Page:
Type 2 Diabetes: This type of diabetes is often associated with being overweight or obese and sedentary, and can be prevented by making healthy lifestyle choices for your child. I highly recommend at least one hour of physical activity or exercise per day and a well-balanced diet for your child (and yourself!). The National Institutes of Health (NIH) offer a great variety of resources for healthy living and recipes. I found ChooseMyPlate.gov helpful in sharing information about portion control and important food groups.

Question: What’s the most common question you get from parents, about their child’s type 1 diabetes diagnosis?

JW: There are two questions I hear often:

  1. “Is this going to be for the rest of their life?” The answer is yes, until research gets to the point where we find a cure.
  2. “Can they have a long and healthy life?” The answer is yes, with hard work, support at home and from the “Diabetes Team” at Children’s Hospital Los Angeles. Through hard work and support, diabetes complications are preventable. With type 1 diabetes, there is no reason why your child cannot live a long and healthy life. For example, here are a few celebrities with type 1 diabetes and they are living good lives: Nick Jonas of The Jonas Brothers; NFL player, Orlando Brown; NHL player, Bobby Clark; MBL player, Ty Cobb and Olympic gold medalist, Gary Hall.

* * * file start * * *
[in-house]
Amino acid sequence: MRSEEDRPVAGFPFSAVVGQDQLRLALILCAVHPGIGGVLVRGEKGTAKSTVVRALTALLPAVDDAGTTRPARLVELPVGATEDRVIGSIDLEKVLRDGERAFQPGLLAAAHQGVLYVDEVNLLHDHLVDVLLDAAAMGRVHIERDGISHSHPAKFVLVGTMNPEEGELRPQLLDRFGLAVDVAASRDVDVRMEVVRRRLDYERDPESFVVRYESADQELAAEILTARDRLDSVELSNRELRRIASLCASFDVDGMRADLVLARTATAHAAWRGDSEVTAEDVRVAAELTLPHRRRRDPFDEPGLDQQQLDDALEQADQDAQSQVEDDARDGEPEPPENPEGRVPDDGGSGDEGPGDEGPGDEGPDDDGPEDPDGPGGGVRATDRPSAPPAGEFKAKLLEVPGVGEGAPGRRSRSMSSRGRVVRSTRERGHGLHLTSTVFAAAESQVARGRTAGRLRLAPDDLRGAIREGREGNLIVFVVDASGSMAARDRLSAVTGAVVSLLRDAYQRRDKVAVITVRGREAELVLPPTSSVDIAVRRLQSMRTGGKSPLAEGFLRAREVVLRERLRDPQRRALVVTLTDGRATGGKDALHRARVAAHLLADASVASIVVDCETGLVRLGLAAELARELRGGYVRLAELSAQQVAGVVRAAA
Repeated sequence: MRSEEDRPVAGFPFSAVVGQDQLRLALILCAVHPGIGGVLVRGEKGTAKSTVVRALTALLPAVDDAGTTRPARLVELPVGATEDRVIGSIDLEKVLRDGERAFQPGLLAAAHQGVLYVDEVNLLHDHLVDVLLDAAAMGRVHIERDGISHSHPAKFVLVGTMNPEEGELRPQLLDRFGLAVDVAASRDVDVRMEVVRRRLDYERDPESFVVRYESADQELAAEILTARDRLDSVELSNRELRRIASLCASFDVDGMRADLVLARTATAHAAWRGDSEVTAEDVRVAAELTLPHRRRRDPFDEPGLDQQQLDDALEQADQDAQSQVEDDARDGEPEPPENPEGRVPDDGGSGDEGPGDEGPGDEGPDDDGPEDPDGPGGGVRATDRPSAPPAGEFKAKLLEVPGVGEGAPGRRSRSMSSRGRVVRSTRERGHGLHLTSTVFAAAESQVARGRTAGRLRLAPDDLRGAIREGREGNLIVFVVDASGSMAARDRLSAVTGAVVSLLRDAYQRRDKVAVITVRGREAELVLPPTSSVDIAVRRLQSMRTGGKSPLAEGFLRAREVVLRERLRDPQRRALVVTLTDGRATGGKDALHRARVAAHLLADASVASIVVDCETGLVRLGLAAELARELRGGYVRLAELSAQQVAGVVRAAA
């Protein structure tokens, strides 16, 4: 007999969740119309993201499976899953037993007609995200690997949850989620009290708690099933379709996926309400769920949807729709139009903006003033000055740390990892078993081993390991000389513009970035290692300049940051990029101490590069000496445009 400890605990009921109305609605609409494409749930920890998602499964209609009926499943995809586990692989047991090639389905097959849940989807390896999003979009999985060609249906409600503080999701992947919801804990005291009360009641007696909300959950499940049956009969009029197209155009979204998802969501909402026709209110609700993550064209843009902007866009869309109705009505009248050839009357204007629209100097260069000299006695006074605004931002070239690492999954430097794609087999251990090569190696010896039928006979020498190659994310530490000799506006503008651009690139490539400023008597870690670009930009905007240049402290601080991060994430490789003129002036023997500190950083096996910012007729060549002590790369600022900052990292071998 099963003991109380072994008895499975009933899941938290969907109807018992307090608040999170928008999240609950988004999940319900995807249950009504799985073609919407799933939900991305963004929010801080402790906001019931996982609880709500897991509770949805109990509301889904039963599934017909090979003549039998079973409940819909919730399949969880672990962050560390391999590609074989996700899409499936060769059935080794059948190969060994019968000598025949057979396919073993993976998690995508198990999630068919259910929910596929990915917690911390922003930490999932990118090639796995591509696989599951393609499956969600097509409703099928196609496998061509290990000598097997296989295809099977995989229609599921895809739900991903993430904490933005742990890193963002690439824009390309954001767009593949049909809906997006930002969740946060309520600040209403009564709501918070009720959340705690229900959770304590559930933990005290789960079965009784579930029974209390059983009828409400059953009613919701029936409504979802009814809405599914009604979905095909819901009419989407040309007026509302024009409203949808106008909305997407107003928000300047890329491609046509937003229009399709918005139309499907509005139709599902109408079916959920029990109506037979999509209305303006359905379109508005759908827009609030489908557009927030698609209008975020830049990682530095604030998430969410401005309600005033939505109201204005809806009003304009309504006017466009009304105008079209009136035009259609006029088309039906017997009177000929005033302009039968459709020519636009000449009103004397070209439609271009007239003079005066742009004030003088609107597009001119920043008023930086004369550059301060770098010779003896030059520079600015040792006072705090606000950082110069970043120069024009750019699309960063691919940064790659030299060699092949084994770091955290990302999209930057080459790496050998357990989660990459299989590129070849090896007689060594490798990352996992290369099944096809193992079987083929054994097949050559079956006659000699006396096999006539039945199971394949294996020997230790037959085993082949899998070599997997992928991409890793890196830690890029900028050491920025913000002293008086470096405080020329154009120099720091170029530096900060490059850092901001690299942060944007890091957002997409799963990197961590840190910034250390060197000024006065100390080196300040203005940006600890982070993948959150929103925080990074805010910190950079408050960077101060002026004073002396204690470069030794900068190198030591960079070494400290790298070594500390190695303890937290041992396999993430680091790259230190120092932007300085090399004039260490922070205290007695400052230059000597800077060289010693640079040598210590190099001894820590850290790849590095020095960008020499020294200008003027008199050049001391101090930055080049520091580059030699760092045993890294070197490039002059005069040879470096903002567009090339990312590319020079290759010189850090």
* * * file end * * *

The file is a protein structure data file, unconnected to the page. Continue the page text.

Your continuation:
Question: Have you seen an increase or decrease in kids diagnosed with diabetes recently?

JW: We have seen an increase in diagnosis of both types of diabetes in children. Type 2 diabetes used to be an adult health issue, but now we see many kids developing type 2 diabetes because of kids’ decreased exercise and poor eating habits, which are both contributors to the obesity epidemic. The Diabetes Team at Children’s Hospital Los Angeles has a long history of developing programs to combat the obesity epidemic.

Meet Jamie Wood, MD

Jamie Wood, MD, talks about Children’s Hospital Los Angeles’ Clinical Diabetes Program, what it offers for babies and young adults who are diagnosed with type 1 or type 2 diabetes and how the program can help kids live well with diabetes. In this video, Dr. Wood talks about the moment she realized per passion for treating kids with diabetes.